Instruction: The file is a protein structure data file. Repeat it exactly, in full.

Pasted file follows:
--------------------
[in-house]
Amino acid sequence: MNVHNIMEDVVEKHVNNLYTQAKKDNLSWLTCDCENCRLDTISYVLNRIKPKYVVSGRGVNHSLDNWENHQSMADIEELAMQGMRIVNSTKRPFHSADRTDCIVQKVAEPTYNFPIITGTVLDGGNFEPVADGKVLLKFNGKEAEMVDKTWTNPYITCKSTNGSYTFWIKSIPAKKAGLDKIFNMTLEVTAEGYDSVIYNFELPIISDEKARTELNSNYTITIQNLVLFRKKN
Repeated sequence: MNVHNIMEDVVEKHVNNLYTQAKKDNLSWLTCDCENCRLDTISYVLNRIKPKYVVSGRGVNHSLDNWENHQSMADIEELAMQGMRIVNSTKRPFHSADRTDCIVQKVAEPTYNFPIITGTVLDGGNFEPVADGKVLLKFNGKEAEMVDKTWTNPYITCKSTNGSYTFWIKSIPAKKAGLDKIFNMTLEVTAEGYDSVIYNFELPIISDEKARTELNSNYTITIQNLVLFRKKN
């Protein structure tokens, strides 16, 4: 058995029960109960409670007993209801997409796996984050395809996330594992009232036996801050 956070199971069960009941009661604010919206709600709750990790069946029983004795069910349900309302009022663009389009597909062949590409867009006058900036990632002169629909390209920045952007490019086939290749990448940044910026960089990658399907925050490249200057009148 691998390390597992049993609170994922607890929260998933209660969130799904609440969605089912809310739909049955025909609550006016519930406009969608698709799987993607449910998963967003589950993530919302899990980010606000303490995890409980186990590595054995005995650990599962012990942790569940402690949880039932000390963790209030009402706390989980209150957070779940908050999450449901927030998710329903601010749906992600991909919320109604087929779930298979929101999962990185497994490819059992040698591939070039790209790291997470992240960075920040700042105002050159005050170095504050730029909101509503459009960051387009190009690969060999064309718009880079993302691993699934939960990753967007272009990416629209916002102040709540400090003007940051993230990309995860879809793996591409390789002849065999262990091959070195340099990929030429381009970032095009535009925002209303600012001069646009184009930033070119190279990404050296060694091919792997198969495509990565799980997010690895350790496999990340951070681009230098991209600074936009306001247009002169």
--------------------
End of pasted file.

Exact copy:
[in-house]
Amino acid sequence: MNVHNIMEDVVEKHVNNLYTQAKKDNLSWLTCDCENCRLDTISYVLNRIKPKYVVSGRGVNHSLDNWENHQSMADIEELAMQGMRIVNSTKRPFHSADRTDCIVQKVAEPTYNFPIITGTVLDGGNFEPVADGKVLLKFNGKEAEMVDKTWTNPYITCKSTNGSYTFWIKSIPAKKAGLDKIFNMTLEVTAEGYDSVIYNFELPIISDEKARTELNSNYTITIQNLVLFRKKN
Repeated sequence: MNVHNIMEDVVEKHVNNLYTQAKKDNLSWLTCDCENCRLDTISYVLNRIKPKYVVSGRGVNHSLDNWENHQSMADIEELAMQGMRIVNSTKRPFHSADRTDCIVQKVAEPTYNFPIITGTVLDGGNFEPVADGKVLLKFNGKEAEMVDKTWTNPYITCKSTNGSYTFWIKSIPAKKAGLDKIFNMTLEVTAEGYDSVIYNFELPIISDEKARTELNSNYTITIQNLVLFRKKN
């Protein structure tokens, strides 16, 4: 058995029960109960409670007993209801997409796996984050395809996330594992009232036996801050 956070199971069960009941009661604010919206709600709750990790069946029983004795069910349900309302009022663009389009597909062949590409867009006058900036990632002169629909390209920045952007490019086939290749990448940044910026960089990658399907925050490249200057009148 691998390390597992049993609170994922607890929260998933209660969130799904609440969605089912809310739909049955025909609550006016519930406009969608698709799987993607449910998963967003589950993530919302899990980010606000303490995890409980186990590595054995005995650990599962012990942790569940402690949880039932000390963790209030009402706390989980209150957070779940908050999450449901927030998710329903601010749906992600991909919320109604087929779930298979929101999962990185497994490819059992040698591939070039790209790291997470992240960075920040700042105002050159005050170095504050730029909101509503459009960051387009190009690969060999064309718009880079993302691993699934939960990753967007272009990416629209916002102040709540400090003007940051993230990309995860879809793996591409390789002849065999262990091959070195340099990929030429381009970032095009535009925002209303600012001069646009184009930033070119190279990404050296060694091919792997198969495509990565799980997010690895350790496999990340951070681009230098991209600074936009306001247009002169």